The UK development organisation and membership
body for community and participatory dance
Animated Edition - Autumn 2010
Donald Hutera sniffs creatively around the notion of being an international glutton for the arts

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Image: Bollywood dancer Honey Kalaria with Donald Hutera. © The Times 2010. Photo: Jas Lehal
What single word best defines your thoughts and ideas about creativity? That was the question posed to a bevy of creative types earlier this year by Artis. Founded in 2004, this innovative company has trained over 100 specialists from all branches of the performing arts to go into schools and stimulate learning. Chief executive Rebecca Boyle estimates that her team reaches 35,000 students per week. The benefits rebound onto the facilitators. Each specialist has a mentor, access to a post-graduate qualification and works in partnership with a school or local authority so that the creative curriculum is tailored to a school's priorities.

In March Artis joined forces with the online dictionary in a scheme designed to underscore the importance of creativity in people's lives and in children's language development. To do so they enlisted the help of various movers and shakers in the arts, each of whom agreed to be filmed waxing lyrical about their word of choice. You can view it in the Wordia archives. On March 27 Kenneth Tharp, executive director of The Place, explained the significance of instinct while, fourteen days earlier, the percussionist (and Artis adviser) Dame Evelyn Glennie expounded on what coordination means to her.

To mark the launch of its initiative with Wordia, Artis held a one-off showcase of its work in one of the studios at The Place. A sweet group of little kids from Randal Cremer Primary School in Hackney was ushered into a roomful of adult observers, including yours truly, for a playful sound and movement session led a gently charismatic Artis specialist called Gloop. That's not his real name but a self-chosen moniker; apparently all Artis reps must adopt a catchy new identity when they go out into the field.

It was fun to watch Gloop and his tinier co-stars in action. Now, months later, I still haven't decided what word I'd select that most accurately sums up my associations with creativity. Doubt? Failure? That's no joke. I regard doubt and failure as valuable components of any creative process. It might be easier, however, to consider a self-designated name a la Artis specialists. Boyle's is Buzz. One of the company patrons is cinema bigwig David Puttnam, aka Whirl. I met others from Artis whose name tags sported such alternative handles as Twang, Wham and Kersplat.

I think I'd opt for Glut, as in glutton for the arts. That's often how I feel as a professional audience member exposed to an international array of work, especially in dance. As a London-based writer I'm never at a loss for vivid, engaging subject matter without even having to step outside of the city. From a community dance perspective two experiences this spring come to mind.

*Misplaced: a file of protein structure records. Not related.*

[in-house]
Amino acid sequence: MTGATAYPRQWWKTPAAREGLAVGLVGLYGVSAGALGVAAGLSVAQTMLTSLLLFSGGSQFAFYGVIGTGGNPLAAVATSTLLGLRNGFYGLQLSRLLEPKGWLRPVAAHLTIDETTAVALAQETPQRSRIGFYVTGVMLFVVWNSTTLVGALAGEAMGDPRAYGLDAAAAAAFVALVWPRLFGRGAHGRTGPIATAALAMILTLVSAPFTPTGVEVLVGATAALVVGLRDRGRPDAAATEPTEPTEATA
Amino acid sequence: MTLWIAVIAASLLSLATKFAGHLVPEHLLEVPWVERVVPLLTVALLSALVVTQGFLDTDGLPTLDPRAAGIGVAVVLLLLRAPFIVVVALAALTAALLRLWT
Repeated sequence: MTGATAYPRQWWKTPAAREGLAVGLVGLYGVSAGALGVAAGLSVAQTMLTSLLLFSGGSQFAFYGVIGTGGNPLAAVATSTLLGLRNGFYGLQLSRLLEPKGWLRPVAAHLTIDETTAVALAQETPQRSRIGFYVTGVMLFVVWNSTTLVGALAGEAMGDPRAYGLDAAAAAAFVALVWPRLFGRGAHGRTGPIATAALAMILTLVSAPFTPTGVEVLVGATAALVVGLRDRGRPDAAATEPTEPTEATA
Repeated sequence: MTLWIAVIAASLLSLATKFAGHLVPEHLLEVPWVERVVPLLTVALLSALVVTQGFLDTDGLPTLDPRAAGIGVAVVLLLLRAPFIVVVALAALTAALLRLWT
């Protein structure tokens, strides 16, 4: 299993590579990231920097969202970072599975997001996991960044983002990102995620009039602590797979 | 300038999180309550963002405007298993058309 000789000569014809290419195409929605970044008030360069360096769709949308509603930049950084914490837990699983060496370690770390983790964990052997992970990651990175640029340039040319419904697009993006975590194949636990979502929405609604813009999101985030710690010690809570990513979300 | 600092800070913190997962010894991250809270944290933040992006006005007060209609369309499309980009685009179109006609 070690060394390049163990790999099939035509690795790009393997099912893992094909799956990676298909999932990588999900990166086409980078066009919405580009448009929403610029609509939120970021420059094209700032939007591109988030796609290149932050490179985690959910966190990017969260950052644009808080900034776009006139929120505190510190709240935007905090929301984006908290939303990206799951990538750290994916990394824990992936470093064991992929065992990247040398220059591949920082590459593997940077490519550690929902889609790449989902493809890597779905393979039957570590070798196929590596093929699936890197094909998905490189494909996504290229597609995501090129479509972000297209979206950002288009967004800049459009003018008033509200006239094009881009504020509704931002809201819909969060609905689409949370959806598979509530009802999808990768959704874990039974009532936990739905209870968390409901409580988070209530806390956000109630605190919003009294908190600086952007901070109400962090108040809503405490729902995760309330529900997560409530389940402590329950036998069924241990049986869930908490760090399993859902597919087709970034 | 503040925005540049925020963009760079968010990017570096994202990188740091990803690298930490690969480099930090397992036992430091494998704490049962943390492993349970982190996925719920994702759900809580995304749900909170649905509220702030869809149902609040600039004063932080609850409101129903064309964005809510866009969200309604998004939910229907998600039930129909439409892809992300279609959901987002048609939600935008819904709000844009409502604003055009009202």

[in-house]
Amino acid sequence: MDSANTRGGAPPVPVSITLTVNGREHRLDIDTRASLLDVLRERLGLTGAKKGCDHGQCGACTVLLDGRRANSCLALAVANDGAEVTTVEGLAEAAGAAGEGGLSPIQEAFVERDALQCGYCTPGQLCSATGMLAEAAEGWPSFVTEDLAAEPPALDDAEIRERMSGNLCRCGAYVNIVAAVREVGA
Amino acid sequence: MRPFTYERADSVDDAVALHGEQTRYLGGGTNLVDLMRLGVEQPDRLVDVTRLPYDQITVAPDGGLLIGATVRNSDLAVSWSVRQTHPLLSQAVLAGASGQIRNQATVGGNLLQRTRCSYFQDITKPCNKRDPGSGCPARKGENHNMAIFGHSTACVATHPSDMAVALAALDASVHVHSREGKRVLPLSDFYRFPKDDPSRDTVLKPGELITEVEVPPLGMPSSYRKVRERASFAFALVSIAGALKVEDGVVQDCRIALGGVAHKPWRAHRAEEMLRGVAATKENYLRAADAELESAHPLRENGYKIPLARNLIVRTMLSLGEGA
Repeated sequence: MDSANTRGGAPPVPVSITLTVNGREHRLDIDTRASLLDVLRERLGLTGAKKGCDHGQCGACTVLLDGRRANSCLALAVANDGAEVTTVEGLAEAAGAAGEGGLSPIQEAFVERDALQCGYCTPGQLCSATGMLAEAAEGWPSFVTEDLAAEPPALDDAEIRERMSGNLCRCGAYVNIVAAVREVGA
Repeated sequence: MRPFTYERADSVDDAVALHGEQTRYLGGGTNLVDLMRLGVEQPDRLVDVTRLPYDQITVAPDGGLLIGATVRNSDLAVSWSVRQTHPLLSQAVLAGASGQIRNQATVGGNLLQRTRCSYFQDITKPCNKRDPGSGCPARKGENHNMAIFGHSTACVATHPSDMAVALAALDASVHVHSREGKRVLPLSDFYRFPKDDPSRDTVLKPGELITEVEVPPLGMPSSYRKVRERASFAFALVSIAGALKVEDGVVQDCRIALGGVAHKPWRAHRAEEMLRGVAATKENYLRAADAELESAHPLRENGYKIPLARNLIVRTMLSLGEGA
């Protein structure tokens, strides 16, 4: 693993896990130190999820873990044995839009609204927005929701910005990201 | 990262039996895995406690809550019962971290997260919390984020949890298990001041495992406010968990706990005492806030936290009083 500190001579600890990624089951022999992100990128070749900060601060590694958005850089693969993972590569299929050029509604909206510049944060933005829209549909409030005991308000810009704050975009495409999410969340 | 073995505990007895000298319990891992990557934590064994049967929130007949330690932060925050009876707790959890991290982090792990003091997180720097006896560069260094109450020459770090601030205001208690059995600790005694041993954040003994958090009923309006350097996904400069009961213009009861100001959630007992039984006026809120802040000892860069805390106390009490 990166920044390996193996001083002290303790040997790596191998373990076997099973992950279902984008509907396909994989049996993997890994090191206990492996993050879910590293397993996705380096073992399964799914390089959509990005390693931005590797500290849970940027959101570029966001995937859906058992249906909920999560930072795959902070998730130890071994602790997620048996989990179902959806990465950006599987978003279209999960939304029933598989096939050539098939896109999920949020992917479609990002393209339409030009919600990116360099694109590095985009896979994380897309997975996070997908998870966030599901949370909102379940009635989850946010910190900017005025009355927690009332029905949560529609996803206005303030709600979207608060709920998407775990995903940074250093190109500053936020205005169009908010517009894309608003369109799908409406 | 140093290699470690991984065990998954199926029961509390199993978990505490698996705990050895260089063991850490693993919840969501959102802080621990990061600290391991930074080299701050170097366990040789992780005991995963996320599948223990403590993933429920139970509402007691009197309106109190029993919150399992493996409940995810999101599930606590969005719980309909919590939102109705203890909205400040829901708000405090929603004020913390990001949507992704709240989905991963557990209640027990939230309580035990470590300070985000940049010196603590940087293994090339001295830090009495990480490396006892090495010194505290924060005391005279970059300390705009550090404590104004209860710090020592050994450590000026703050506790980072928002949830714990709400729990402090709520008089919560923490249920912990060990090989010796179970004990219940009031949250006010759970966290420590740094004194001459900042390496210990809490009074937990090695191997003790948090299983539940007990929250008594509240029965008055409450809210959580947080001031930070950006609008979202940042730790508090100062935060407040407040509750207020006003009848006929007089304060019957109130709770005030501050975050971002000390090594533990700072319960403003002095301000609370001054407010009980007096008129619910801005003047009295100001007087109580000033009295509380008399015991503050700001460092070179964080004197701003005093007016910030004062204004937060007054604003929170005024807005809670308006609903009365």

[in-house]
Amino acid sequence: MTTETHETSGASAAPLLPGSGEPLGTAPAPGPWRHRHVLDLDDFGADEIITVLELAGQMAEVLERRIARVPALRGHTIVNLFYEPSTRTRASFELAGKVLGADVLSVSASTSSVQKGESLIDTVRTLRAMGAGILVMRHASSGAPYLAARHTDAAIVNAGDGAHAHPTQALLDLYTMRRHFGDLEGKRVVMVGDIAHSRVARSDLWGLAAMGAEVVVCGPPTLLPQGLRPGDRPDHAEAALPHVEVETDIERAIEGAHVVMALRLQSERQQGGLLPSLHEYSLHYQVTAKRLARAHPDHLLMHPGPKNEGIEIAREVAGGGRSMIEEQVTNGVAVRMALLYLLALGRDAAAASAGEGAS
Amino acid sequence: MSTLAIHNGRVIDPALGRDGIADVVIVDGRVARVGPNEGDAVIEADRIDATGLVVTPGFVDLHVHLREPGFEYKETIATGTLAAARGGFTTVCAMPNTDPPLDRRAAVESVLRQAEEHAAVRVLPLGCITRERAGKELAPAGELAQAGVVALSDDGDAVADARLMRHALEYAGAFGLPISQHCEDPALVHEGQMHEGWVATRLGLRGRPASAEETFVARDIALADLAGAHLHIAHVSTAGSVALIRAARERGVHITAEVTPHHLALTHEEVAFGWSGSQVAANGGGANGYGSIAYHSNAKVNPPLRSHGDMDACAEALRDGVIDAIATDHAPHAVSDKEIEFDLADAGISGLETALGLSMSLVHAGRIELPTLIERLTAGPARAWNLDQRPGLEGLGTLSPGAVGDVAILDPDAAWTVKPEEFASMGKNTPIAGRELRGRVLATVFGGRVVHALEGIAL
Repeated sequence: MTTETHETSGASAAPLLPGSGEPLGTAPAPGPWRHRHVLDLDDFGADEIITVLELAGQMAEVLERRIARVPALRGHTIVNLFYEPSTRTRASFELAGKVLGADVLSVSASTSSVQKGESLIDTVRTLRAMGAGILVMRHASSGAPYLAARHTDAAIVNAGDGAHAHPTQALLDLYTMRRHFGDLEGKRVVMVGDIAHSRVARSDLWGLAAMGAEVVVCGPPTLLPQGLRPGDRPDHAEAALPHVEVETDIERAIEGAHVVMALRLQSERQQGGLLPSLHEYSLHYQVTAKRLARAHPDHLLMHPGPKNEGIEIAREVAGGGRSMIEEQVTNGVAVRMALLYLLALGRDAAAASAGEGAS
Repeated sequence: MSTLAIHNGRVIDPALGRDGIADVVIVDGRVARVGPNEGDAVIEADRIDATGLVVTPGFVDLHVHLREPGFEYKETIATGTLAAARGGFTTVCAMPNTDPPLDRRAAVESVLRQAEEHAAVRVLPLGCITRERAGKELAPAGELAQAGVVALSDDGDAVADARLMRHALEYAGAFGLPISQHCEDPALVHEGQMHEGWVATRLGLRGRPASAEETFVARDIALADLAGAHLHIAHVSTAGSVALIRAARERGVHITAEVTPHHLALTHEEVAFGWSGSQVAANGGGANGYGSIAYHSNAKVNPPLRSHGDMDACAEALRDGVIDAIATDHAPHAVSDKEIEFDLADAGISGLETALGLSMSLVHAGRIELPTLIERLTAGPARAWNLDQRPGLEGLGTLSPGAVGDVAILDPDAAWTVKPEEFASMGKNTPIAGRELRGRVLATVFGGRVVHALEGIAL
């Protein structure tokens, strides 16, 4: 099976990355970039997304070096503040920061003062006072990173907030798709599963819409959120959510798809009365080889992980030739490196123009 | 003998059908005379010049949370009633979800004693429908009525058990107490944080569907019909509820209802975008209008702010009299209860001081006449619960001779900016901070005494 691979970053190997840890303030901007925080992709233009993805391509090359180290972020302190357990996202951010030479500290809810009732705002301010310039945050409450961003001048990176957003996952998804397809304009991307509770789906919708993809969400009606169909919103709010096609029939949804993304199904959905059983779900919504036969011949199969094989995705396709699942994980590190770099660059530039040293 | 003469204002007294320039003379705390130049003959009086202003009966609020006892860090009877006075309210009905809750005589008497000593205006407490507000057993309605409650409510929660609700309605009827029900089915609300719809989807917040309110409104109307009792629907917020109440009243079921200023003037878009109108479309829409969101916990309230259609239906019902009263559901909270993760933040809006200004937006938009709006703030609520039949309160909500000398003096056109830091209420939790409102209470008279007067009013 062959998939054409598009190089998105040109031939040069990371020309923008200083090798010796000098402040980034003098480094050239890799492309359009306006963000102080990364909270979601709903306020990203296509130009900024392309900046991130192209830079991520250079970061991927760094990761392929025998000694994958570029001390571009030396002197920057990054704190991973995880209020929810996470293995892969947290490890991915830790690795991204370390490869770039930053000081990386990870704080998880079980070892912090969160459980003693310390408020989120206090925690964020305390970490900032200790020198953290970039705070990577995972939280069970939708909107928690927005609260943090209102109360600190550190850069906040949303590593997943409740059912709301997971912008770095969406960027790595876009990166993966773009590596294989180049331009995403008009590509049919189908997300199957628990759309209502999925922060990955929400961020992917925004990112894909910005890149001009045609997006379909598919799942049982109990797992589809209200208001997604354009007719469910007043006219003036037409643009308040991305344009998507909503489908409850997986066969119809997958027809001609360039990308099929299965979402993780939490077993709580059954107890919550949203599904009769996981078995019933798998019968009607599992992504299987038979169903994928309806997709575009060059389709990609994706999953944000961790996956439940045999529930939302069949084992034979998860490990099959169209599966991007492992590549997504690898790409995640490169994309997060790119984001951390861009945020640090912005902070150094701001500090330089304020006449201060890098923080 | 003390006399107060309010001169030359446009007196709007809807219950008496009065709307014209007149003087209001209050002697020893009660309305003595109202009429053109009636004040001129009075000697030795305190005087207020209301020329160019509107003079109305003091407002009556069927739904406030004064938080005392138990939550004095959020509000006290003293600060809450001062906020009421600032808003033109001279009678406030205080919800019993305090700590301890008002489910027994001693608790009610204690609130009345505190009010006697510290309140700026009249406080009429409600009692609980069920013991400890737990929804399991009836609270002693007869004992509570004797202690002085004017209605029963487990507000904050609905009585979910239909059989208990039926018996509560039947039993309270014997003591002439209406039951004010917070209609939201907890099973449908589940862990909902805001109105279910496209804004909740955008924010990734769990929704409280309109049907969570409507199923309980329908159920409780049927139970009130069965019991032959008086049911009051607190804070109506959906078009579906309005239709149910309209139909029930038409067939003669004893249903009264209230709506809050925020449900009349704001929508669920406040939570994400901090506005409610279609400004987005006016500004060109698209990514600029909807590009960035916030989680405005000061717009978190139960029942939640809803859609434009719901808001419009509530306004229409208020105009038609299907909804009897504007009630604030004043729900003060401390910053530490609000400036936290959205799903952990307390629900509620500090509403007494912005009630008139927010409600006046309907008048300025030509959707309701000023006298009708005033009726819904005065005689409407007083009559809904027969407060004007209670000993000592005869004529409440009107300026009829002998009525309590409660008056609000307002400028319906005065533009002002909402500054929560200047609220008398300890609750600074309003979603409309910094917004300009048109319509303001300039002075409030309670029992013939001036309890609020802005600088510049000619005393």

The first was Kontakthof, a three-hour marathon of tenderness, cruelty, desire, despair and pain-laced comedy that the late Pina Bausch originally fashioned for her Tanztheater Wuppertal in 1978. The piece subsequently inspired the German genius to take some incredible risks. She restaged it in 2000 with a non-professional cast of 'Ladies and Gentleman over 65.' Then, eight years later, she remounted the show again but with teen-agers only.

Seen virtually back to back, as I did at the Barbican last April, these two generation-spanning performances shaped up into one of the most indelible, polished and profound community dance events I've ever witnessed. Life-changing, too, especially for the youths and senior citizens (the eldest, I was told, is 82) directly involved. Catching both casts is amazing, claims Bausch's long-time assistant and rehearsal director Josephine Ann Endicott. Why? 'To see what happens to the bodies whenever life eats you away.'

From Teutonic genius to krumping for Christ. The latter was a major motive behind Our Streets, choreographed by champion dancer Duwane Taylor and Hakeem Onibudo (artistic director of Impact Dance) for seven male students of Woolwich Polytechnic. The lads, who go by the name Radical, performed in the 7th edition of the annual hip-hop dance-theatre festival Breakin' Convention. They'd only been exposed to krumping as part of a school project with Greenwich Dance Agency. But as channelled through their taut, young bodies on the stage of Sadler's Wells, the violent paroxysms of this aggressive street style seemed to possess a liberating, almost sacred power.

That's rather more than I accomplished while researching a story on Bollywood for The Times of London in May. The pictorial evidence accompanies this column. Yup, that's me, a pale-skinned, stiff-bodied cultural interloper shot while experiencing first-hand the rudiments of one of the world's most hybrid dance forms. What else could a clumsy glutton do but trust the presiding gods and goddesses of kitsch and strike a pose? Creatively, of course.

Donald Hutera writes regularly for The Times and many other publications and websites.


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Animated: Autumn 2010